97 Things
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97 Things

Optional Is a Law-breaking Monad but a Good Type

In most programming languages empty-or-not-empty types are well-behaved monads. (Yes, I used the M-word — don’t worry, no math.) This means their mechanics fulfill a couple of definitions and follow a number of laws that guarantee safe (de)composition of computations.

Optional's methods fulfill these definitions but break the laws. Not without consequences...

Monad Definition

You need three things to define a monad — in Optional's terms:

  1. The type Optional<T> itself.
  2. The method ofNullable(T) that wraps a value T into an Optional<T>.
  3. The method flatMap(Function<T, Optional<U>>) that applies the given function to the value that is wrapped by the Optional on which it is called.

There’s an alternative definition using map instead of flatMap, but it’s too long to fit here.

Monad Laws

Now it gets interesting — a monad has to fulfill three laws to be one of the cool kids. In Optional's terms:

  1. For a Function<T, Optional<U>> f and a value v, f.apply(v) must equal Optional.ofNullable(v).flatMap(f). This left identity guarantees it doesn't matter whether you apply a function directly or let Optional do it.
  2. Calling flatMap(Optional::ofNullable) returns an Optional that equals the one you called it on. This right identity guarantees applying no-ops doesn't change anything.
  3. For an Optional<T> o and two functions Function<T, Optional<U>> f and Function<U, Optional<V>> g the results of o.flatMap(f).flatMap(g) and o.flatMap(v -> f.apply(v).flatMap(g)) must be equal. This associativity guarantees that it doesn't matter whether functions are flat-mapped individually or as a composition.

While Optional holds up in most cases, it doesn't for a specific edge case. Have a look at flatMap's implementation:

public <U> Optional<U> flatMap(Function<T, Optional<U>> f) {
if (!isPresent()) {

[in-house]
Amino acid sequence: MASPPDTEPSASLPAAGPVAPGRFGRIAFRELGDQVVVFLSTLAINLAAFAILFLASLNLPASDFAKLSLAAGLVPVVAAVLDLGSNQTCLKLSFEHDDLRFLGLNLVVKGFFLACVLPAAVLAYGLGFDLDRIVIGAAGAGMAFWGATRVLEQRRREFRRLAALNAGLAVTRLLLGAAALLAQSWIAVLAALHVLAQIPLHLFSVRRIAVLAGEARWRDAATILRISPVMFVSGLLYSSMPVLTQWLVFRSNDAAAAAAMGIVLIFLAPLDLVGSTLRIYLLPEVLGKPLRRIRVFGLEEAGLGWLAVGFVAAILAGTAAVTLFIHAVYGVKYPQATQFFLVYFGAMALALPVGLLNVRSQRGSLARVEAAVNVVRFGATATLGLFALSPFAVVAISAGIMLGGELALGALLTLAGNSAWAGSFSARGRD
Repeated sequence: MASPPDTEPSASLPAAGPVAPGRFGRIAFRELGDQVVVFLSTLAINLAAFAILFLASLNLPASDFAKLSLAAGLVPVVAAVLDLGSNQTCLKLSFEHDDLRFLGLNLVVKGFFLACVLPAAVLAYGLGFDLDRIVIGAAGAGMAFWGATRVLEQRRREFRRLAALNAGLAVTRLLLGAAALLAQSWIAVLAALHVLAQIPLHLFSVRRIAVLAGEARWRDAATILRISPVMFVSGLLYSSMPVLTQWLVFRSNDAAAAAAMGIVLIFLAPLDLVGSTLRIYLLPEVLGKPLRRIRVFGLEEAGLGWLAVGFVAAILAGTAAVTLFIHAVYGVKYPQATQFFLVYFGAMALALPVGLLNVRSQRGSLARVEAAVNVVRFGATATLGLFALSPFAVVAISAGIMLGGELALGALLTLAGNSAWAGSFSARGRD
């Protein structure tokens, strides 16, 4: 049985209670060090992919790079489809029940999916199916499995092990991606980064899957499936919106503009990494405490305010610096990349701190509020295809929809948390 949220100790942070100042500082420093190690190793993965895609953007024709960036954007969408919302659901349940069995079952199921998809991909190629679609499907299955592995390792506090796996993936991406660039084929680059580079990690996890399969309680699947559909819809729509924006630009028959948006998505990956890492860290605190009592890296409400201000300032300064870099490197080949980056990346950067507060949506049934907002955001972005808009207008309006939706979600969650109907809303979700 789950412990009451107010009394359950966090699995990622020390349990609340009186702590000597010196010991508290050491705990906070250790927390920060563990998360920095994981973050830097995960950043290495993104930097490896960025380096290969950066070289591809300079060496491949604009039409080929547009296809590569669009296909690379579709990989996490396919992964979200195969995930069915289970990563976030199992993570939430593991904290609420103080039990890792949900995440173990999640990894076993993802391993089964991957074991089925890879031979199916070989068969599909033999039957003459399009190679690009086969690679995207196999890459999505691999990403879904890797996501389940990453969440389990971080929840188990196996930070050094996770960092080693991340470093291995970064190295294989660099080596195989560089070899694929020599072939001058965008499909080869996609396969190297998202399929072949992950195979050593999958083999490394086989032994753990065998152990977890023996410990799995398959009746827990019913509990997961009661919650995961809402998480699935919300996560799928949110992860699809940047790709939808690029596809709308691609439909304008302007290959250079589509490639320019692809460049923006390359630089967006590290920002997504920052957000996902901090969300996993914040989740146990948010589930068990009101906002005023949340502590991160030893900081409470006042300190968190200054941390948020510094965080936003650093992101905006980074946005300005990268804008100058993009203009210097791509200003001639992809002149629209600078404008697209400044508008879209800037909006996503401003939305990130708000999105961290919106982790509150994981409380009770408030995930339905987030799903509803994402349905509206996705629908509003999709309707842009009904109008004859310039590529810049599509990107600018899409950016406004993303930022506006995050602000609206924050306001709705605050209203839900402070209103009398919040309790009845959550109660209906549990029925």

return empty();
} else {
return f.apply(this.value);
}
}

You can see that it doesn’t apply the function to an empty Optional, which makes it easy to break left identity:

Function<Integer, Optional<String>> f =
i -> Optional.of(i == null ? "NaN" : i.toString());
// the following are not equal
Optional<String> containsNaN = f.apply(null);
Optional<String> isEmpty = Optional.ofNullable(null).flatMap(f);

That’s not great, but it’s even worse for map. Here, associativity means that given an Optional<T> o and two functions Function<T, U> f and Function<U, V> g the results of o.map(f).map(g) and o.map(f.andThen(g)) must equal.

Function<Integer, Integer> f = i -> i == 0 ? null : i;
Function<Integer, String> g = i -> i == null ? "NaN" : i.toString();
// the following are not equal
Optional<String> containsNaN = Optional.of(0).map(f.andThen(g));
Optional<String> isEmpty = Optional.of(0).map(f).map(g);

So what?

The examples may seem contrived and the importance of the laws unclear, but the impact is real: In an Optional chain you can't mechanically merge and split operations because that may change the code's behavior. That is unfortunate because proper monads let you ignore them when you want to focus on readability or domain logic.

But why is Optional a broken monad? Because null-safety is more important! To uphold the laws, an Optional would have to be able to contain null while being non-empty. And it would have to pass it to functions given to map and flatMap. Imagine, everything you did in map and flatMap had to check for null! That Optional would be a great monad, but provide zero null-safety.

No, I'm happy we got the Optional that we got.

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Nicolai Parlog

Nicolai Parlog

Nicolai is a #Java enthusiast with a passion for learning and sharing — in posts & books; in videos & streams; at conferences & in courses. https://nipafx.dev